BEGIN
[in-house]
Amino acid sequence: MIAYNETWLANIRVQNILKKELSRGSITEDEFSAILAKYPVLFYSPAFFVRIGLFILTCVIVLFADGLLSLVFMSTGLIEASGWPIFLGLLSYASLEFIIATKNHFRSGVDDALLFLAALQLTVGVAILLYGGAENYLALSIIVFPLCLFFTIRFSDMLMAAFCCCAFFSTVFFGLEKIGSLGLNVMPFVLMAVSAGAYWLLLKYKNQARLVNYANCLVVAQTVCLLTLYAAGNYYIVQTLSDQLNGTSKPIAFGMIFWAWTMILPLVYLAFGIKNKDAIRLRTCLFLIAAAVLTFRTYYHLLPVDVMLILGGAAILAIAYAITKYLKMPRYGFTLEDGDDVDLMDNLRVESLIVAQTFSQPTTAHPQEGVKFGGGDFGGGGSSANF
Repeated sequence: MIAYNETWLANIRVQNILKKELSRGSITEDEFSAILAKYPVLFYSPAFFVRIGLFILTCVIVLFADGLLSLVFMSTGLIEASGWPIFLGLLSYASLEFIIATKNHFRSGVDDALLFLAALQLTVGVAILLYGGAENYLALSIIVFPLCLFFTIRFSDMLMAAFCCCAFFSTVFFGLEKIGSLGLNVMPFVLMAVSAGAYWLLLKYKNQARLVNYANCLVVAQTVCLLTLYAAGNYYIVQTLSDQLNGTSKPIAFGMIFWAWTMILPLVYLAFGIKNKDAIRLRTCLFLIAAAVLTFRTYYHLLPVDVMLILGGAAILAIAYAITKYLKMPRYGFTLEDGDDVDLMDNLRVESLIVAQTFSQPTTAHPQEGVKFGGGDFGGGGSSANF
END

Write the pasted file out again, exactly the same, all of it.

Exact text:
[in-house]
Amino acid sequence: MIAYNETWLANIRVQNILKKELSRGSITEDEFSAILAKYPVLFYSPAFFVRIGLFILTCVIVLFADGLLSLVFMSTGLIEASGWPIFLGLLSYASLEFIIATKNHFRSGVDDALLFLAALQLTVGVAILLYGGAENYLALSIIVFPLCLFFTIRFSDMLMAAFCCCAFFSTVFFGLEKIGSLGLNVMPFVLMAVSAGAYWLLLKYKNQARLVNYANCLVVAQTVCLLTLYAAGNYYIVQTLSDQLNGTSKPIAFGMIFWAWTMILPLVYLAFGIKNKDAIRLRTCLFLIAAAVLTFRTYYHLLPVDVMLILGGAAILAIAYAITKYLKMPRYGFTLEDGDDVDLMDNLRVESLIVAQTFSQPTTAHPQEGVKFGGGDFGGGGSSANF
Repeated sequence: MIAYNETWLANIRVQNILKKELSRGSITEDEFSAILAKYPVLFYSPAFFVRIGLFILTCVIVLFADGLLSLVFMSTGLIEASGWPIFLGLLSYASLEFIIATKNHFRSGVDDALLFLAALQLTVGVAILLYGGAENYLALSIIVFPLCLFFTIRFSDMLMAAFCCCAFFSTVFFGLEKIGSLGLNVMPFVLMAVSAGAYWLLLKYKNQARLVNYANCLVVAQTVCLLTLYAAGNYYIVQTLSDQLNGTSKPIAFGMIFWAWTMILPLVYLAFGIKNKDAIRLRTCLFLIAAAVLTFRTYYHLLPVDVMLILGGAAILAIAYAITKYLKMPRYGFTLEDGDDVDLMDNLRVESLIVAQTFSQPTTAHPQEGVKFGGGDFGGGGSSANF